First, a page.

1. The act, process, or result of transforming a complex, organically developed, interrelated information system into a user friendly, easily accessible tool that works well for a wide variety of user groups.
2. A system thus transformed, as in "This new tool is the amazondotcomification of a student information system. See personification.
3. Often shortened to amazonification.
[Middle English, from Latin Amzon, from Greek Amazon, probably of Iranian origin.]
In classical legend the Amazons were a tribe of warrior women. Their name is supposedly derived from Greek a-mazos, “without a breast,” because according to the legend they cut off their right breasts so as to be better able to shoot with a bow and arrow. This folk etymology, like most folk etymologies, is incorrect, but the Amazons of legend are not so completely different from the historical Amazons, who were also warriors. The historical Amazons were Scythians, an Iranian people renowned for their cavalry. The first Greeks to come into contact with the Iranians were the Ionians, who lived on the coast of Asia Minor and were constantly threatened by the Persians, the most important of the Iranian peoples. Amazn is the Ionian Greek form of the Iranian word ha-mazan, “fighting together.” The regular Greek form would be hamazn, but because the Ionians dropped their aitches like Cockneys, hamazn became amazn, the form taken into the other Greek dialects. < Dictionary.com >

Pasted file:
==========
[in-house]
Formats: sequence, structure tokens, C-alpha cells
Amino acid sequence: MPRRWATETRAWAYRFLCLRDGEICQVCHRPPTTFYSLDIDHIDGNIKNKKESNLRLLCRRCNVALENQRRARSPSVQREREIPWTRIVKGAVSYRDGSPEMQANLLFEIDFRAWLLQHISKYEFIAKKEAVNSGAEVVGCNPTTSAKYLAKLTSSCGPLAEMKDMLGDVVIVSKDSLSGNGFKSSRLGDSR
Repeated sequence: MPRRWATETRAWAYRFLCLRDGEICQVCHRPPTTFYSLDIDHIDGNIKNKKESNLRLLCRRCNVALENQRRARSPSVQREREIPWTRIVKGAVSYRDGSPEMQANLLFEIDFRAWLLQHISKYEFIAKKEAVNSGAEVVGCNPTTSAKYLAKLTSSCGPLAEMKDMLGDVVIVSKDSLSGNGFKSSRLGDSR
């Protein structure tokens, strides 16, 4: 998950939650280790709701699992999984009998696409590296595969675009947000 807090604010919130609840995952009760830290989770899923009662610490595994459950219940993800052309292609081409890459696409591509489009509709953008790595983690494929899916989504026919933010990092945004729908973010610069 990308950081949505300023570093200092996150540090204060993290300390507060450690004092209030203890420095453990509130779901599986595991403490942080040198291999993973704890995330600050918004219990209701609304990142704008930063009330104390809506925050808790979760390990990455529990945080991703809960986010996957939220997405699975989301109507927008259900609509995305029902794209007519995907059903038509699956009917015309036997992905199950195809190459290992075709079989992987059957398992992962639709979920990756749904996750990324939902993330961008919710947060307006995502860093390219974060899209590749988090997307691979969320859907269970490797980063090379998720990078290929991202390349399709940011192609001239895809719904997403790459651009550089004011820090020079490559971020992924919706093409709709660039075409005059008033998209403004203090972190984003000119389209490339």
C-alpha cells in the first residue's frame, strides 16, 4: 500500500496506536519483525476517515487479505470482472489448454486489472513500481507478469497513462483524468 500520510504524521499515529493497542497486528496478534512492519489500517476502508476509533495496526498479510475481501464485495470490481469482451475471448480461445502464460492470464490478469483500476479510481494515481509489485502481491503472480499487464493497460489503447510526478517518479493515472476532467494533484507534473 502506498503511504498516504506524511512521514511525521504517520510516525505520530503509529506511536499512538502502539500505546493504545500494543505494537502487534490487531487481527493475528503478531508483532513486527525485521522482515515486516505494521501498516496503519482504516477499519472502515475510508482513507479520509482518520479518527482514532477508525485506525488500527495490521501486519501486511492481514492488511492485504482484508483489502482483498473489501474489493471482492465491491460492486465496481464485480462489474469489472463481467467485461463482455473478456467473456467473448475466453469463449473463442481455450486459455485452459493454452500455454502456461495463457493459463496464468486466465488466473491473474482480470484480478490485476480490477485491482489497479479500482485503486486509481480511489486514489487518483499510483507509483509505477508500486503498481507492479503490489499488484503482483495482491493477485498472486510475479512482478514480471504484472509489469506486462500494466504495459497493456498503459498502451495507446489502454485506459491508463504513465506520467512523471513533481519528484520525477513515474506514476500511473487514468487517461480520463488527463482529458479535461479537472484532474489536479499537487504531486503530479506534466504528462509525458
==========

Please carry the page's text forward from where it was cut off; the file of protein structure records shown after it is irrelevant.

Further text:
The Amazon River, or Rio Amazonas, was named by Spanish explorer Francisco de Orellana, who fought a battle against a tribe of Tapuya savages, in which the women fought alongside the men.
In Internet Bubble legend, amazon.com took its name from the Amazon river, which founder Jeff Bezos believed was a great metaphor for "The World's Greatest Selection".
Making an information system work as well as amazon.com's is amazon.com-ification.
Tuesday, August 09, 2005